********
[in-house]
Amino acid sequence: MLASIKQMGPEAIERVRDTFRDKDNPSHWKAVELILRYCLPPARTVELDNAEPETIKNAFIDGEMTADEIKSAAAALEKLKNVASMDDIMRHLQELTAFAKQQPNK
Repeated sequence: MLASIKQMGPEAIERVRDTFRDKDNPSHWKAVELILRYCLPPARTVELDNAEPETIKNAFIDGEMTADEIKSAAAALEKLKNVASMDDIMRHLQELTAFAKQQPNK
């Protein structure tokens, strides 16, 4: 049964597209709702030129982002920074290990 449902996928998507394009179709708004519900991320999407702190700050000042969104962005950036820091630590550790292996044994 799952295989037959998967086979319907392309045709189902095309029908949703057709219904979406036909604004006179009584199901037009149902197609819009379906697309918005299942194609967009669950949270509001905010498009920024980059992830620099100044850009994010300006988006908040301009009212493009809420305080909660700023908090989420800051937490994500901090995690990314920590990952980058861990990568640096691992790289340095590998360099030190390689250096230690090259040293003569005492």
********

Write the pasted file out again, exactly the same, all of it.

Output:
[in-house]
Amino acid sequence: MLASIKQMGPEAIERVRDTFRDKDNPSHWKAVELILRYCLPPARTVELDNAEPETIKNAFIDGEMTADEIKSAAAALEKLKNVASMDDIMRHLQELTAFAKQQPNK
Repeated sequence: MLASIKQMGPEAIERVRDTFRDKDNPSHWKAVELILRYCLPPARTVELDNAEPETIKNAFIDGEMTADEIKSAAAALEKLKNVASMDDIMRHLQELTAFAKQQPNK
């Protein structure tokens, strides 16, 4: 049964597209709702030129982002920074290990 449902996928998507394009179709708004519900991320999407702190700050000042969104962005950036820091630590550790292996044994 799952295989037959998967086979319907392309045709189902095309029908949703057709219904979406036909604004006179009584199901037009149902197609819009379906697309918005299942194609967009669950949270509001905010498009920024980059992830620099100044850009994010300006988006908040301009009212493009809420305080909660700023908090989420800051937490994500901090995690990314920590990952980058861990990568640096691992790289340095590998360099030190390689250096230690090259040293003569005492």